[quote="nickybr38, post:17, topic:272256"]
That's very nice but what IS grave matter? :) That's why the Catechism didn't help me much. It didn't specify which sins constitute grave matter... Yes it's nice to know I am not committing mortal sin because I was not aware something was grave matter but isn't my obligation to learn? And to know?
Yes to form conscience :)
One can go through the 10 commandments section ...(much mentioned there is grave matter. At times it even emphasizes that something is grave by stating it. One can see by context often too. But yes I understand that one needs other sources as well ...the CCC is not meant to be exhaustive...one can use something like the examine that CA sells that I noted above.
1858 Grave matter is specified by the Ten Commandments, corresponding to the answer of Jesus to the rich young man: "Do not kill, Do not commit adultery, Do not steal, Do not bear false witness, Do not defraud, Honor your father and your mother."132 The gravity of sins is more or less great: murder is graver than theft. One must also take into account who is wronged: violence against parents is in itself graver than violence against a stranger.
The obligation of the Decalogue
2072 Since they express man's fundamental duties towards God and towards his neighbor, the Ten Commandments reveal, in their primordial content, grave obligations. They are fundamentally immutable, and they oblige always and everywhere. No one can dispense from them. The Ten Commandments are engraved by God in the human heart.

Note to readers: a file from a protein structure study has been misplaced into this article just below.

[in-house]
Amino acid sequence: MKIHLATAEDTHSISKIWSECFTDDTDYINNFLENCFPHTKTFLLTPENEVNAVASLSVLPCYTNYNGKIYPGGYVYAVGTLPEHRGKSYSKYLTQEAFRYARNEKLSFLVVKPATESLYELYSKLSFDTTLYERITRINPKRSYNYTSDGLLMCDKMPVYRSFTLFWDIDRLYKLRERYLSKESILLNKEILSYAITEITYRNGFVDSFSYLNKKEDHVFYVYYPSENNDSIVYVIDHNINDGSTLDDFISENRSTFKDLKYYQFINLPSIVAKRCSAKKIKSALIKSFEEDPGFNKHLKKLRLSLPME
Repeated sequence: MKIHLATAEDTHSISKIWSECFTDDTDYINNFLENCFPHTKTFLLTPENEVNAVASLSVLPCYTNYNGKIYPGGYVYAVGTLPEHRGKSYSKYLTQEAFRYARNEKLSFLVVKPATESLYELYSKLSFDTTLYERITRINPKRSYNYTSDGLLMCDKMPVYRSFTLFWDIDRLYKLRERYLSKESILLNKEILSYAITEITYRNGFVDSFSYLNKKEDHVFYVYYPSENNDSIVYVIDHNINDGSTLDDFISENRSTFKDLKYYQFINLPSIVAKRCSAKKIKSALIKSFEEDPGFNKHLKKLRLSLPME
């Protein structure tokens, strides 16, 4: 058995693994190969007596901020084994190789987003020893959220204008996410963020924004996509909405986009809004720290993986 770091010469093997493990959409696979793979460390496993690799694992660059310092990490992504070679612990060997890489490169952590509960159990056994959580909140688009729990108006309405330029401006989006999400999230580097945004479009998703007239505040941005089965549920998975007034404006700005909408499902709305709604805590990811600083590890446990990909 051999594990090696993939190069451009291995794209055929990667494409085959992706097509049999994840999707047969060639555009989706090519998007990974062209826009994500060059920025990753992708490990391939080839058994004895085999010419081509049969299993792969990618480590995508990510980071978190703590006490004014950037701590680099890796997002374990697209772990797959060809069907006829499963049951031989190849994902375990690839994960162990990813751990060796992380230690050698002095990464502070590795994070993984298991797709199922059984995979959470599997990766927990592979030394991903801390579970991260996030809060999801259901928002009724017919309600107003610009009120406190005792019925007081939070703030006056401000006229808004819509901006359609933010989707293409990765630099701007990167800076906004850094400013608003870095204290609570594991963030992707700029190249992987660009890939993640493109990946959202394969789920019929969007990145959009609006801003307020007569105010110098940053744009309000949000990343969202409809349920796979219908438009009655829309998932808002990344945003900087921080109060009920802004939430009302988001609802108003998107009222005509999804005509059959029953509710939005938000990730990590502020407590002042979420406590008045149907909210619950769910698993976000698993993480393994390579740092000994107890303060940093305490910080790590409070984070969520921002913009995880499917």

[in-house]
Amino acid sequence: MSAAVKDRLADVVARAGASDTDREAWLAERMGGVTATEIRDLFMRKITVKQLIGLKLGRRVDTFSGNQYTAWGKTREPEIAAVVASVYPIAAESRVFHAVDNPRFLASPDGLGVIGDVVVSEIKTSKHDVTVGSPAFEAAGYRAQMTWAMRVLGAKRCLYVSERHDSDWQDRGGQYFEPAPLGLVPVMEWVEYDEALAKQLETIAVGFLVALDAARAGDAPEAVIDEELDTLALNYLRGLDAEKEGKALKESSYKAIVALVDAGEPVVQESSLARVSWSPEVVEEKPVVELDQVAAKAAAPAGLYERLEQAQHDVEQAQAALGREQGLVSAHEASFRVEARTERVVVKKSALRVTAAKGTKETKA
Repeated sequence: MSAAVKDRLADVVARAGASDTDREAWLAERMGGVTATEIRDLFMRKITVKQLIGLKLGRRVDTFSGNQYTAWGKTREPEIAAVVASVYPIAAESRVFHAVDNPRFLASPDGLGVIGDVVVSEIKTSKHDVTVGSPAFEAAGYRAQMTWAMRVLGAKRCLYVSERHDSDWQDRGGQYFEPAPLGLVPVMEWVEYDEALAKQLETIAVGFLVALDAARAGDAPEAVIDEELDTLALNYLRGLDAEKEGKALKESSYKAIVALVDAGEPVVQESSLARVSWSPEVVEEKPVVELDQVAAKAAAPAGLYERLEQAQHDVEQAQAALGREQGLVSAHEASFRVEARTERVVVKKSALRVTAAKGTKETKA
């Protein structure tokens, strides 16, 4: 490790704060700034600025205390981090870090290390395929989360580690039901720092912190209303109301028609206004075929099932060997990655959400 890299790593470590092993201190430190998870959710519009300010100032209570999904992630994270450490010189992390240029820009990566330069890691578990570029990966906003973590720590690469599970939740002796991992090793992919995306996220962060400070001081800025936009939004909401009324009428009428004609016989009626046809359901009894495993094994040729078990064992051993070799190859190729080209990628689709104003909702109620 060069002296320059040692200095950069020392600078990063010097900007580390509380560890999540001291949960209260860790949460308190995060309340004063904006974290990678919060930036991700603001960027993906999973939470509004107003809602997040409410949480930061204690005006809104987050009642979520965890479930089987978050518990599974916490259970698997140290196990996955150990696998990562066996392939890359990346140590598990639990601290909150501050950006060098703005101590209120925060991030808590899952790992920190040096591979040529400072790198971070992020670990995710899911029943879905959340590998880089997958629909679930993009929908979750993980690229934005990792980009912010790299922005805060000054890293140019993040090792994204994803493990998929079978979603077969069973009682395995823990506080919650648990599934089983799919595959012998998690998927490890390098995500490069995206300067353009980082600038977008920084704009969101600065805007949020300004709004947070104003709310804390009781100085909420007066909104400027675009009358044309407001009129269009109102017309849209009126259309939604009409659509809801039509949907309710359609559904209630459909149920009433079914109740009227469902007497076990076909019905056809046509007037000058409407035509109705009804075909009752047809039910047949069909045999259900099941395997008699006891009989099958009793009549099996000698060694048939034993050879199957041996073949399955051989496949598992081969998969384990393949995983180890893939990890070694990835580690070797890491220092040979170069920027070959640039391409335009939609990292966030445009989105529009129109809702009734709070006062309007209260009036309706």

2073 Obedience to the Commandments also implies obligations in matter which is, in itself, light. Thus abusive language is forbidden by the fifth commandment, but would be a grave offense only as a result of circumstances or the offender's intention.
2268 The fifth commandment forbids direct and intentional killing as gravely sinful. The murderer and those who cooperate voluntarily in murder commit a sin that cries out to heaven for vengeance.69
Infanticide,70 fratricide, parricide, and the murder of a spouse are especially grave crimes by reason of the natural bonds which they break. Concern for eugenics or public health cannot justify any murder, even if commanded by public authority.
2484 The gravity of a lie is measured against the nature of the truth it deforms, the circumstances, the intentions of the one who lies, and the harm suffered by its victims. If a lie in itself only constitutes a venial sin, it becomes mortal when it does grave injury to the virtues of justice and charity.
2181 The Sunday Eucharist is the foundation and confirmation of all Christian practice. For this reason the faithful are obliged to participate in the Eucharist on days of obligation, unless excused for a serious reason (for example, illness, the care of infants) or dispensed by their own pastor.119 Those who deliberately fail in this obligation commit a grave sin.